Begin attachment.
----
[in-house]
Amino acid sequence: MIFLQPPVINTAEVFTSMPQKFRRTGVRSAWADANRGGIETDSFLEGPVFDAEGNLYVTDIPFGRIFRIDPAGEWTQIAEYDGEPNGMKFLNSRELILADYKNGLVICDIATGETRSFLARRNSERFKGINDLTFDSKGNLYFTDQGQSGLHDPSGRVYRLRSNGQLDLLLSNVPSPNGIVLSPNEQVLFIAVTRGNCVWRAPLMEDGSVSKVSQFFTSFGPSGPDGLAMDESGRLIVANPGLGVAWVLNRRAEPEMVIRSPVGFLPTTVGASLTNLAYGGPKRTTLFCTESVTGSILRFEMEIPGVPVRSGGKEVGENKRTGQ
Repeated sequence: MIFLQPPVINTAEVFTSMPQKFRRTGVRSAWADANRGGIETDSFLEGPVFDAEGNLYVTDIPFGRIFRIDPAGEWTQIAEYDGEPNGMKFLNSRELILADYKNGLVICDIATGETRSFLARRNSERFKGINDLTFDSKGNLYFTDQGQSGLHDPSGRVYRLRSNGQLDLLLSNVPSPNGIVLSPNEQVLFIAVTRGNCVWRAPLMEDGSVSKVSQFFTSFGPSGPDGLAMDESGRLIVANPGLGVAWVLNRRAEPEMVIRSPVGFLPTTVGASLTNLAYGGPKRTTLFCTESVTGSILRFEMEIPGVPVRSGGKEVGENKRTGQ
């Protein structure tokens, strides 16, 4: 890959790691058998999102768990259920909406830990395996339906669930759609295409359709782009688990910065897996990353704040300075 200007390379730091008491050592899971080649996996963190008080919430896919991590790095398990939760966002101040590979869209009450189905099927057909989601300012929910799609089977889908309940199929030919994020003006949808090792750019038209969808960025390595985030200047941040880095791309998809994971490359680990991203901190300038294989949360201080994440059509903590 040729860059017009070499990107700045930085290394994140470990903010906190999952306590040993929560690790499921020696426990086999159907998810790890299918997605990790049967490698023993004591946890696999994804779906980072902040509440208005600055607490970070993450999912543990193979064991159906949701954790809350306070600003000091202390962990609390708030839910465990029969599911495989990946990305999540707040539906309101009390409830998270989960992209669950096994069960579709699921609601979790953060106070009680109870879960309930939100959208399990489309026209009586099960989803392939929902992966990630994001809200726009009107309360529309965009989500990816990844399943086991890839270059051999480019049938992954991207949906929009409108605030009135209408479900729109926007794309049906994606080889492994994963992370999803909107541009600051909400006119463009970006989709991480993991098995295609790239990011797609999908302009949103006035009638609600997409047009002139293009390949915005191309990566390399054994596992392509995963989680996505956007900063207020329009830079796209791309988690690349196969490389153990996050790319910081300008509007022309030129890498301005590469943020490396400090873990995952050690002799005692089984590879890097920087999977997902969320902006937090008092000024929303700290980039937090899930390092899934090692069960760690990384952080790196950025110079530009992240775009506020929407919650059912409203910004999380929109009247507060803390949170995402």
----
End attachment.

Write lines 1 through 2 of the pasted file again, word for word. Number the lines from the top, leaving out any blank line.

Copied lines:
[in-house]
Amino acid sequence: MIFLQPPVINTAEVFTSMPQKFRRTGVRSAWADANRGGIETDSFLEGPVFDAEGNLYVTDIPFGRIFRIDPAGEWTQIAEYDGEPNGMKFLNSRELILADYKNGLVICDIATGETRSFLARRNSERFKGINDLTFDSKGNLYFTDQGQSGLHDPSGRVYRLRSNGQLDLLLSNVPSPNGIVLSPNEQVLFIAVTRGNCVWRAPLMEDGSVSKVSQFFTSFGPSGPDGLAMDESGRLIVANPGLGVAWVLNRRAEPEMVIRSPVGFLPTTVGASLTNLAYGGPKRTTLFCTESVTGSILRFEMEIPGVPVRSGGKEVGENKRTGQ